“gratis” instead.</p>
  </li>

  <li id="M209800000">
    <p>The developers of gratis mobile games apply <a
    href="/proprietary/proprietary-addictions.html#addictiveness">
    behavioral manipulation techniques</a> to <a
    href="https://www.psychguides.com/interact/the-psychology-of-freemium/">
    turn their products into slot machines</a>. This is clearly described
    in an infographic.</p>

    <p>The revenue generated by these games is directly related to the
    number of strongly addicted gamers (called “whales”) and
    to the amount of money they are willing to spend. Thus developers
    carefully study the behavior of millions of users to increase the
    addictiveness of their games.</p>

    <p>Unfortunately, the article uses “free” to mean
    “zero price.”  We recommend saying “gratis”
    instead.</p>
  </li>

  <li id="M201906220">
    <p>Google Chrome is an <a
    href="https://www.mercurynews.com/2019/06/21/google-chrome-has-become-surveillance-software-its-time-to-switch/">
    instrument of surveillance</a>. It lets thousands of trackers invade
    users' computers and report the sites they visit to advertising and
    data companies, first of all to Google. Moreover, if users have a
    Gmail account, Chrome automatically logs them in to the browser for
    more convenient profiling. On Android, Chrome also reports their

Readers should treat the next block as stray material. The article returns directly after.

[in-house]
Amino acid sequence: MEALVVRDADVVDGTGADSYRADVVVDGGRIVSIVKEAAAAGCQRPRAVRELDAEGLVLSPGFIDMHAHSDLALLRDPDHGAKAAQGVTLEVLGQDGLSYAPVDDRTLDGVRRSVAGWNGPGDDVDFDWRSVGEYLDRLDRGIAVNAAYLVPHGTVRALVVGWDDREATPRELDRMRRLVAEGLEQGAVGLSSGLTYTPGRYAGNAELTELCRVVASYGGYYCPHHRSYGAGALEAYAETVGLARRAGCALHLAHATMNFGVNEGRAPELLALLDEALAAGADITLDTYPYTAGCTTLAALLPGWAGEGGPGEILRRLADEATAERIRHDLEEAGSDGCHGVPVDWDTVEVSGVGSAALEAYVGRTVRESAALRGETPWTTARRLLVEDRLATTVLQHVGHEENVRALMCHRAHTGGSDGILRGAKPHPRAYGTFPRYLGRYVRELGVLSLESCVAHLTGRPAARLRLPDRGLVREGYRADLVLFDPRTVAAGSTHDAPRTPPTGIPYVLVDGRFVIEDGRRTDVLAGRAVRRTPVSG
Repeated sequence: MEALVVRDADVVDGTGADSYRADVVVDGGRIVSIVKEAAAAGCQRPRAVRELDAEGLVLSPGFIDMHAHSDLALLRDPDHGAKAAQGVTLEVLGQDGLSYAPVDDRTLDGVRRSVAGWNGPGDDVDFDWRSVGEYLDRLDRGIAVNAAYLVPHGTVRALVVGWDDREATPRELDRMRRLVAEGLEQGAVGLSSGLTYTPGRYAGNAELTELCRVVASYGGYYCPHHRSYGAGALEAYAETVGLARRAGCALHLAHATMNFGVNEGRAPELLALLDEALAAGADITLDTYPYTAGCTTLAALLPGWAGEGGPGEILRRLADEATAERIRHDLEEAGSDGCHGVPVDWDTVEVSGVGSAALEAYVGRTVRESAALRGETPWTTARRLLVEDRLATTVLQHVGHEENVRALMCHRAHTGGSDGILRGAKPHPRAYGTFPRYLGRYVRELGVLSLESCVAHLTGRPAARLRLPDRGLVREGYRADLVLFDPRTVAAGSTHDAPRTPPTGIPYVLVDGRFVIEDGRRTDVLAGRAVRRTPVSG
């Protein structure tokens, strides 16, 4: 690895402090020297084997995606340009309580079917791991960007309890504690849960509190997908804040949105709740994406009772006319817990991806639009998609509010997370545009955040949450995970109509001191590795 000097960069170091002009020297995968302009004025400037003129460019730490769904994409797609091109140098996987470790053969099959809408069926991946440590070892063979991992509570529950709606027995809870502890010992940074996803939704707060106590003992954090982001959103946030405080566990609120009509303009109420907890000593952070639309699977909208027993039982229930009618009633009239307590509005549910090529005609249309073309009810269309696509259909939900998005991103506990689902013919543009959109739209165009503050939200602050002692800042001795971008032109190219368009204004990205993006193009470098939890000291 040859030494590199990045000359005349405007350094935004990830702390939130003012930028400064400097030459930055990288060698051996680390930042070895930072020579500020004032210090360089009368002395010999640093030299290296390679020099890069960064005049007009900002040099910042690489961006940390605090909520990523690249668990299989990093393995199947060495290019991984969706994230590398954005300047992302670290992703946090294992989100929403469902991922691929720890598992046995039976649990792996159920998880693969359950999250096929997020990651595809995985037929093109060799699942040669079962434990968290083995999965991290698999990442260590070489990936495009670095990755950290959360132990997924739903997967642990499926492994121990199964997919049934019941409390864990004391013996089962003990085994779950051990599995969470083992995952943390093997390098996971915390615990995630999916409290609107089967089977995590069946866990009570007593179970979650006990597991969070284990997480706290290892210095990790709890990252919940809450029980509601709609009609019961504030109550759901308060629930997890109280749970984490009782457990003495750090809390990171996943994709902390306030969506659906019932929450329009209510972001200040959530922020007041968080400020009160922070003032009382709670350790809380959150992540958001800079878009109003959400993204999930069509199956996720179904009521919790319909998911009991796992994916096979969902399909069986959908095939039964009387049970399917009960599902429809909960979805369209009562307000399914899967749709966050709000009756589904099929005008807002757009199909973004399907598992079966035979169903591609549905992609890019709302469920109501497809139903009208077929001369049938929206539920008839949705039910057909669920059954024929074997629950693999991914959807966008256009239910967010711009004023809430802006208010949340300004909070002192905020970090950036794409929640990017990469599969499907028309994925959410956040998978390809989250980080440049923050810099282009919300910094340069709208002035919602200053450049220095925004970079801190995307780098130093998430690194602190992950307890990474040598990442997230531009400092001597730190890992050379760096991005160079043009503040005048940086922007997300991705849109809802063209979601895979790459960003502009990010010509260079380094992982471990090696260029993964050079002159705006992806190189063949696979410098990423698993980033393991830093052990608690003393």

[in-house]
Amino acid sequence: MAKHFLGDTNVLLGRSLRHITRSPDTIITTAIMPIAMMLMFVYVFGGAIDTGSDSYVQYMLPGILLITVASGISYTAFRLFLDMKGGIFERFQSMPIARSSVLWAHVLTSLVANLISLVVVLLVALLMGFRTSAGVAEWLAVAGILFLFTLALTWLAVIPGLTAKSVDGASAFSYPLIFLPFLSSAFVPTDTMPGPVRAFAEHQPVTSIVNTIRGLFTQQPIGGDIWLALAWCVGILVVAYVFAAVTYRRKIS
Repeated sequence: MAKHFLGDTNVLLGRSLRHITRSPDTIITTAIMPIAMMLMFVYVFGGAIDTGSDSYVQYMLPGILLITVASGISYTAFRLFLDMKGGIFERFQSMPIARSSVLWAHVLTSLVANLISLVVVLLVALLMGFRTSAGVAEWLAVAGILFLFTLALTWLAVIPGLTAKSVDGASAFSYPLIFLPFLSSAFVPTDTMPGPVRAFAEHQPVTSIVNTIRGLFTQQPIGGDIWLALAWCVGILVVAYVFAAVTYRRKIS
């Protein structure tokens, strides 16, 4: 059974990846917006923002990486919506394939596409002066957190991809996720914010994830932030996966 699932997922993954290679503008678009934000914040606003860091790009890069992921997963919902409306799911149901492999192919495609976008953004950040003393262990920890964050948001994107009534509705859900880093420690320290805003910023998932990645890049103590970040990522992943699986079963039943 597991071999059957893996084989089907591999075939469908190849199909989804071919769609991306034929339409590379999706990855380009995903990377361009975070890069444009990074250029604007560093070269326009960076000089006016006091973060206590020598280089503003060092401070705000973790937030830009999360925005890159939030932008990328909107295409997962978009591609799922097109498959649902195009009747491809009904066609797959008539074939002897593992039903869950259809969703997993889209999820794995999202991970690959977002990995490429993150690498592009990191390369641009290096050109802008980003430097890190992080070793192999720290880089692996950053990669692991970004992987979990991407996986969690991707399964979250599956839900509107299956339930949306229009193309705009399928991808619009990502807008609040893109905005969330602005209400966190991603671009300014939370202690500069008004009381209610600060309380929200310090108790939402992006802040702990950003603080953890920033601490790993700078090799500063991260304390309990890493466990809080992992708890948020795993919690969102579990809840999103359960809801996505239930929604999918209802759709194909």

location to Google.</p>

    <p>The best way to escape surveillance is to switch to <a
    href="/software/icecat/">IceCat</a>, a modified version of Firefox
    with several changes to protect users' privacy.</p>
  </li>

  <li id="M201905280">
    <p>In spite of Apple's supposed commitment to
    privacy, iPhone apps contain trackers that are busy at night <a
    href="https://freediggz.com/2019/05/28/perspective-its-the-middle-of-the-night-do-you-know-who-your-iphone-is-talking-to/">
    sending users' personal information to third parties</a>.</p>

    <p>The article mentions specific examples: Microsoft OneDrive,
    Intuit’s Mint, Nike, Spotify, The Washington Post, The Weather
    Channel (owned by IBM), the crime-alert service Citizen, Yelp
    and DoorDash. But it is likely that most nonfree apps contain
    trackers. Some of these send personally identifying data such as phone
    fingerprint, exact location, email address, phone number or even
    delivery address (in the case of DoorDash). Once this information
    is collected by the company, there is no telling what it will be
    used for.</p>
  </li>
</ul>